Another person was George Cadbury, who, with his brother, took over their father’s

chocolate and cocoa manufacturing business, Cadbury Brothers. He established

a Social Security program for employees and improved working conditions

in the late 1800s. He also built affordable housing and felt strongly that if every

man could have his own home, a large garden to cultivate and healthy surroundings,

that this would provide a better opportunity for a happy life.


Dr. Sylvia Earle, the legendary oceanographer, was also an inspiration to Wood. Earle

worked tirelessly to create a global network of marine protected areas

called Hope Spots, which are areas in the ocean recognized by scientists as having

unique ecological attributes.


Wood remarked that there are significant programs operating in San Francisco.

One is Soul Shoppe, which was founded by Vicki Abedesco. The organization

brings programs to schools to foster a “culture of compassion, connection and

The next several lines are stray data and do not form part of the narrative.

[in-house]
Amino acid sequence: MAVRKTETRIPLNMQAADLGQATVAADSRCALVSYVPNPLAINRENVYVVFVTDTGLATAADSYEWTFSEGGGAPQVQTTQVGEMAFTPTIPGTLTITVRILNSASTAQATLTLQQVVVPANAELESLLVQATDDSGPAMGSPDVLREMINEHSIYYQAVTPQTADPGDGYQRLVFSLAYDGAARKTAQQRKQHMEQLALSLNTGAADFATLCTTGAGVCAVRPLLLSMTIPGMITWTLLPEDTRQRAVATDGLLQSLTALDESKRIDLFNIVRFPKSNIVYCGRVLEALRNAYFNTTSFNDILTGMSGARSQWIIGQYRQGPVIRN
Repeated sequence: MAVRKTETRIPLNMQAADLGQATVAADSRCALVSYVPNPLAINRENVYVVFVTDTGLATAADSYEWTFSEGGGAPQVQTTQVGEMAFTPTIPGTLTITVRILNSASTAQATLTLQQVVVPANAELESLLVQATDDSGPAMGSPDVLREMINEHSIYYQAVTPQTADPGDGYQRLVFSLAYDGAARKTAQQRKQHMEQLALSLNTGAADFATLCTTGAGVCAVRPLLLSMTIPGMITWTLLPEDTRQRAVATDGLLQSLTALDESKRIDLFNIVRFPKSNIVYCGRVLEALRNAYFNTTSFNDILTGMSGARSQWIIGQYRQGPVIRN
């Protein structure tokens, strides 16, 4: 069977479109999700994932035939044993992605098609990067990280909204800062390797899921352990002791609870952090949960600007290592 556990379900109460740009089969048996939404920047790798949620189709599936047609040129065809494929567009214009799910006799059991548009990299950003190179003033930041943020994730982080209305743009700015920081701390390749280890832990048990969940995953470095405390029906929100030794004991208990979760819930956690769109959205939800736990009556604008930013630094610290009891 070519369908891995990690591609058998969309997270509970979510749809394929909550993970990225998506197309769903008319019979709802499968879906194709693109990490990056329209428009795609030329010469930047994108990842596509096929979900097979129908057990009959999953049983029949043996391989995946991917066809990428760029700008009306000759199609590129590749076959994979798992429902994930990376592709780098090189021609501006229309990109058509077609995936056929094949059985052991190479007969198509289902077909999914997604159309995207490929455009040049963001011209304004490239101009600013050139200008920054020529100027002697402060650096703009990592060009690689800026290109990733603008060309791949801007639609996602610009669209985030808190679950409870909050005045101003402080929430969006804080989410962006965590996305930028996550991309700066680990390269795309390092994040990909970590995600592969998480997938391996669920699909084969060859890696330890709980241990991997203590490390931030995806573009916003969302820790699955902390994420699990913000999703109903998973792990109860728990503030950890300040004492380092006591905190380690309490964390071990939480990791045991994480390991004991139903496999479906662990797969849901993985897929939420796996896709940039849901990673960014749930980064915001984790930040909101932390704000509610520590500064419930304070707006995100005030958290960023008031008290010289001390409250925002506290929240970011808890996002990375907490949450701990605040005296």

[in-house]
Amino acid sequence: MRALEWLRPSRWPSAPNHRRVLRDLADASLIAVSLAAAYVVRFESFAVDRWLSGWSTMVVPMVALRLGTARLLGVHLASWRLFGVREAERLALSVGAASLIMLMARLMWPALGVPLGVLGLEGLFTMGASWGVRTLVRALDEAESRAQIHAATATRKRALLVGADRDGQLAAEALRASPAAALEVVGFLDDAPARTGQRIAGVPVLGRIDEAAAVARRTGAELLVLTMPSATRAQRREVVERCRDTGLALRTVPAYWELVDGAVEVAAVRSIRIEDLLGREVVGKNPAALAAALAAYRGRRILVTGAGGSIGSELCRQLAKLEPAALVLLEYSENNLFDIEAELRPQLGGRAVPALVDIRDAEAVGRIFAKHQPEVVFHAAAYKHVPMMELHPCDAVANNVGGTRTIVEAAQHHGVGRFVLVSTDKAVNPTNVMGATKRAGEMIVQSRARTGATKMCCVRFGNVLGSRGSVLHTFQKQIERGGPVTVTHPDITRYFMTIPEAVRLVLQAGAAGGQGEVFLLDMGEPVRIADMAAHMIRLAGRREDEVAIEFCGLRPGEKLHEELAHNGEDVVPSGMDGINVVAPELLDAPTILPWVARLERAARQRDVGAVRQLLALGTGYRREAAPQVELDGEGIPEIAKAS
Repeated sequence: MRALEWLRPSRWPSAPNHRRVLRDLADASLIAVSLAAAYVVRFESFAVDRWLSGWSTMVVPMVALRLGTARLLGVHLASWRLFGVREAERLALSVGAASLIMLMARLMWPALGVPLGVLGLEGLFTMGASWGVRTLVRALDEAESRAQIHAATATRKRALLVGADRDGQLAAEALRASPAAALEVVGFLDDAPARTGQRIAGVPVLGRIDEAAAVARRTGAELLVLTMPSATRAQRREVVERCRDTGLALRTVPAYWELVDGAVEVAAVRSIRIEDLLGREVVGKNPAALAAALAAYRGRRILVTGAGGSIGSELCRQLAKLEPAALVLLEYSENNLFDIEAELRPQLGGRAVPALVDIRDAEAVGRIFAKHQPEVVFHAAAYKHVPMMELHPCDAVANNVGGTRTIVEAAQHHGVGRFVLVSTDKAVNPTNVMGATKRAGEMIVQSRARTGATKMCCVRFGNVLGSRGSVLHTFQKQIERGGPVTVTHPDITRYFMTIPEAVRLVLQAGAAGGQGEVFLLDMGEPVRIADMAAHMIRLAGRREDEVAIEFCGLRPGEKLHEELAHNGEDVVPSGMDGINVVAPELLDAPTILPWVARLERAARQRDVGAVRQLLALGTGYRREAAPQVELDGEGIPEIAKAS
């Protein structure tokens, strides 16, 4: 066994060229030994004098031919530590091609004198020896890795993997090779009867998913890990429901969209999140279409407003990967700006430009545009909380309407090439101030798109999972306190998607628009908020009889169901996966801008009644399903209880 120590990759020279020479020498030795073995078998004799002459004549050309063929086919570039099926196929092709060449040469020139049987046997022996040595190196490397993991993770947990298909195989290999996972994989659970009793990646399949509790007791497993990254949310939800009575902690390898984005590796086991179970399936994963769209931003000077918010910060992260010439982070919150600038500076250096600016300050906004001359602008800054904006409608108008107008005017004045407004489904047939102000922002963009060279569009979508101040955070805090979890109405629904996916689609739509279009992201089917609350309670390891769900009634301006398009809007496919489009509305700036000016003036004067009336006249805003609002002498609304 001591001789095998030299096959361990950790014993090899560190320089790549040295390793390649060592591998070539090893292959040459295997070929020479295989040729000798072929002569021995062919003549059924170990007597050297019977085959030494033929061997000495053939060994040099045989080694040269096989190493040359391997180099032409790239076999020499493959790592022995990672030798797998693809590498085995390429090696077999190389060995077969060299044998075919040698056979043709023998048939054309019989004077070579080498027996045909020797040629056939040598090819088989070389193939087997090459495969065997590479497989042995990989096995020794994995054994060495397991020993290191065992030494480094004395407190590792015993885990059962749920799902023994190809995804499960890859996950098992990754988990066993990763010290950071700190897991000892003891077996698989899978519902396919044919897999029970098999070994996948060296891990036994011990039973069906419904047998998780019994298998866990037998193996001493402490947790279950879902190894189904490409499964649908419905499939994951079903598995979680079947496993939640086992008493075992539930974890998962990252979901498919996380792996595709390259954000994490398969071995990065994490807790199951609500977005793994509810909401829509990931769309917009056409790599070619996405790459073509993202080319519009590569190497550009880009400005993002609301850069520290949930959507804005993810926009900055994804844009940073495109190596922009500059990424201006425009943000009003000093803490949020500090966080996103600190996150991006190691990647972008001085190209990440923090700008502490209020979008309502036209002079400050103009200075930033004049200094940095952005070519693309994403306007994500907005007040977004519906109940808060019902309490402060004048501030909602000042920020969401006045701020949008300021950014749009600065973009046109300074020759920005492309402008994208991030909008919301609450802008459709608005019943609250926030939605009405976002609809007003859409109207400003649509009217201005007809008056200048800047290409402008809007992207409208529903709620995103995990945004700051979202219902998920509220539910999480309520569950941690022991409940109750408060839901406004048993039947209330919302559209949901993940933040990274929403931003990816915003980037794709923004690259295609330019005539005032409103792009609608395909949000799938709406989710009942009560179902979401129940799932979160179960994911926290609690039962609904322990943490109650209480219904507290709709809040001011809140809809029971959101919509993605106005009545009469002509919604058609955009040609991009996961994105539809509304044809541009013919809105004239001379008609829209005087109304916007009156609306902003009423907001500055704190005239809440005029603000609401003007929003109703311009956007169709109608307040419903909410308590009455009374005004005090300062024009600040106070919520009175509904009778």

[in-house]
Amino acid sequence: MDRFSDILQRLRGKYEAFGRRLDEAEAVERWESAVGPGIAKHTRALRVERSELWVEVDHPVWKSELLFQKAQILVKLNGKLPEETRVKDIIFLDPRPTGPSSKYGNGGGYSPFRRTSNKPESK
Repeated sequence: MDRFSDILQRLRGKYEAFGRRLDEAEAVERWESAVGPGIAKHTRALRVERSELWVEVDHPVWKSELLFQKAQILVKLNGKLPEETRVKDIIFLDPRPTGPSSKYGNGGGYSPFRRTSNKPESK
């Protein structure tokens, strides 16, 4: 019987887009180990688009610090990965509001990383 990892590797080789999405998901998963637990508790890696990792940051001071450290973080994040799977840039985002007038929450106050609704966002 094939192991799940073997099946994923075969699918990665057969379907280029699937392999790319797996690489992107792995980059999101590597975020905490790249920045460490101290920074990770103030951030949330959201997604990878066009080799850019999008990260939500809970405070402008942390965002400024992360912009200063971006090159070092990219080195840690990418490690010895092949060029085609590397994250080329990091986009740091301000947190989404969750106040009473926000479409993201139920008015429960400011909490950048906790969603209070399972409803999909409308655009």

curiosity.” Its goal is to eliminate bullying at its roots.


Other programs include Project Open Hand, which provides nutritious meals for

seniors and adults with disabilities, and the Golden Gate Village, a community-based

organization that offers its members a network of daily living programs while

also providing educational programs and ongoing health and wellness activities.


Shelley Wood’s book “Changemaker Pocket Guide: Passion, Energy, Values &

Vision” can be purchased at and retail stores. It is

also available as an e-book on kindle and ibook. For more informat ion, go to

Wood’s website at